10 reasons to use Cinnamon as your Linux desktop environment
Recently I installed Fedora 25, and found that the current version of KDE Plasma was unstable for me; it crashed several times a day before I decided to try to try something different. After installing a number of alternative desktops and trying them all for a couple hours each, I finally settled on using Cinnamon until Plasma is patched and stable. Here's what I found.
As you might have noticed, I’m running for re-election. I served my first term as openSUSE Board member, learned a lot and I think I could represent you well for another two years. Although this years elections will be tough as we have in the end quite some strong candidates. So honestly, I have no worries regarding result of the elections as it can’t end badly. Compare it to real world politics and elections where the results can be either bad or even worse… But even though our elections are quite friendly, it is still competition. So what would I do if I get elected? Why should you vote for me? I’ll try to answer it in this post.
The results are in! The Fedora Elections for the Fedora 25 release cycle of FESCo, FAmSCo and the Council concluded on Tuesday, January 17th. The results are posted on the Fedora Voting Application and announced on the mailing lists. You can also find the full list of winning candidates below. I would also like to share some interesting statistics in this January 2017 Elections Retrospective.
Canonical, the company founded by Mark Shuttleworth to promote the popular Ubuntu Linux operating system everywhere around the world, has recently published the 'year in review' for their Mir display server technology.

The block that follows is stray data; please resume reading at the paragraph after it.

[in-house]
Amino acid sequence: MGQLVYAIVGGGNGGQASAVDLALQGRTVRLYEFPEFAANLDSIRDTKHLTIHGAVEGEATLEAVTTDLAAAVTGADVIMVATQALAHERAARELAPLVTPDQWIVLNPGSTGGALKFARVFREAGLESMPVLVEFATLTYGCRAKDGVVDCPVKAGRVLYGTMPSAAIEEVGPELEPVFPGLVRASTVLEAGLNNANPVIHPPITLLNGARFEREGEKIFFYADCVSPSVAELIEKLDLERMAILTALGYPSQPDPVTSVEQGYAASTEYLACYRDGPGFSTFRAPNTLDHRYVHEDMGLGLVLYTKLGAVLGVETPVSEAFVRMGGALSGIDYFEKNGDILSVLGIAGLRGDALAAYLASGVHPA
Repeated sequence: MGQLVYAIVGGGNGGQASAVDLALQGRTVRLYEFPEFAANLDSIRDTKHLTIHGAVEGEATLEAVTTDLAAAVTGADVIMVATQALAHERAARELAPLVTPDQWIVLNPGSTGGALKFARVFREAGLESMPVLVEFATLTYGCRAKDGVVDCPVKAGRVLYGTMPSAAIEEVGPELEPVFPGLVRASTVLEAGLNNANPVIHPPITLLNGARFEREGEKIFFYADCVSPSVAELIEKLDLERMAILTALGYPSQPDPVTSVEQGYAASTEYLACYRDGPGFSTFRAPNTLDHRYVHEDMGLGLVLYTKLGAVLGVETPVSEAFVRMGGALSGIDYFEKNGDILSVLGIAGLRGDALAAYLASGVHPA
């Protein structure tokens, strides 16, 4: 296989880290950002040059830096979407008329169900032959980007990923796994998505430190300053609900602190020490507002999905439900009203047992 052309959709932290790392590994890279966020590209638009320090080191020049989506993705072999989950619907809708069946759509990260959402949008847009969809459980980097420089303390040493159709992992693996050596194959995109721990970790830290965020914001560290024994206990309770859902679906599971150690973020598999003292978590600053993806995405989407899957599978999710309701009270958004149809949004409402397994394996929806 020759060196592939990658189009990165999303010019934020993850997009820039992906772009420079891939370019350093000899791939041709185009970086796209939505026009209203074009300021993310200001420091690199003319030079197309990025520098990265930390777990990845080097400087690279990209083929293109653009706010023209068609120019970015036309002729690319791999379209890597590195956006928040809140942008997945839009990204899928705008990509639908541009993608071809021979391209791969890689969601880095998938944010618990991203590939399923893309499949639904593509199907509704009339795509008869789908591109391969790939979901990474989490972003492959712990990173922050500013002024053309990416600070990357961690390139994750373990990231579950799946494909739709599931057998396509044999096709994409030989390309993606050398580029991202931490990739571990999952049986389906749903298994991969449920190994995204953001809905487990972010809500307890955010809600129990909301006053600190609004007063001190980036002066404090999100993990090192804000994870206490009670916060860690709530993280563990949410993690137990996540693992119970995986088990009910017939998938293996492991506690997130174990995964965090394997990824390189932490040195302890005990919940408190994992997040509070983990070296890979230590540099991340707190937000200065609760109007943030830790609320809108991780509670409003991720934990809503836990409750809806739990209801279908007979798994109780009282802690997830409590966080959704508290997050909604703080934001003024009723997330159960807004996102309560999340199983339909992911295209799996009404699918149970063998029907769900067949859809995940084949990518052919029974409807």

As most of you are aware, Canonical develops its own display server for Ubuntu, called Mir, which, in some ways, is similar to the X.Org Server and Wayland technologies.
While Ubuntu on the desktop still uses X.Org Server's components, Mir is currently heavily tested for the Unity 8 user interface that Canonical plans on implementing by default for future releases of Ubuntu Linux, for desktops.
The FOI requests found that 87 per cent of attacks came via a networked NHS device and that 80 per cent were down to phished staffers. However, only a small proportion of the 100 or so Trusts responded to this part of the requests.
"These results are far from surprising. Public sector organisations make a soft target for fraudsters because budget and resource shortages frequently leave hospitals short-changed when it comes to security basics like regular software patching," said Tony Rowan, Chief Security Consultant at SentinelOne.
"The results highlight the fact that old school AV technology is powerless to halt virulent, mutating forms of malware like ransomware and a new more dynamic approach to endpoint protection is needed.